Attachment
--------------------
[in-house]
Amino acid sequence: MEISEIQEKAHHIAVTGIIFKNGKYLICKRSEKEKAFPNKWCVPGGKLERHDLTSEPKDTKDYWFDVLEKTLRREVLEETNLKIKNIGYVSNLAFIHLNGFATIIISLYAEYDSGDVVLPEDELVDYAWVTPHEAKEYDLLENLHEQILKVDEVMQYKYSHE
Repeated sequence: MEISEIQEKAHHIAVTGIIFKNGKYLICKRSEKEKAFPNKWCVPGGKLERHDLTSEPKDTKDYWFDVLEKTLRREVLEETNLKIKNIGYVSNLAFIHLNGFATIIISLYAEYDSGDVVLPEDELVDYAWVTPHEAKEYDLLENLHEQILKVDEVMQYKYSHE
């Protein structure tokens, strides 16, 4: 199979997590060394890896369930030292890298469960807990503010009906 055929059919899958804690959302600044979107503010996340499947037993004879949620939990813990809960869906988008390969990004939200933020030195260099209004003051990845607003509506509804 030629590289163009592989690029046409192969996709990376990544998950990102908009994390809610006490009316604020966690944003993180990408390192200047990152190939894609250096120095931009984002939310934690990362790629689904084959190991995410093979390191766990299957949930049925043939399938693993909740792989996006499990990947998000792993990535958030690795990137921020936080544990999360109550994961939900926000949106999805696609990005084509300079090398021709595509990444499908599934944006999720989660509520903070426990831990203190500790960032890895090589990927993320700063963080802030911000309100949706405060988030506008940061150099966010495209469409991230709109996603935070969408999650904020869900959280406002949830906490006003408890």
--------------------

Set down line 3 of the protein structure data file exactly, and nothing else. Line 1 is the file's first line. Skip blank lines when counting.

Repeated sequence: MEISEIQEKAHHIAVTGIIFKNGKYLICKRSEKEKAFPNKWCVPGGKLERHDLTSEPKDTKDYWFDVLEKTLRREVLEETNLKIKNIGYVSNLAFIHLNGFATIIISLYAEYDSGDVVLPEDELVDYAWVTPHEAKEYDLLENLHEQILKVDEVMQYKYSHE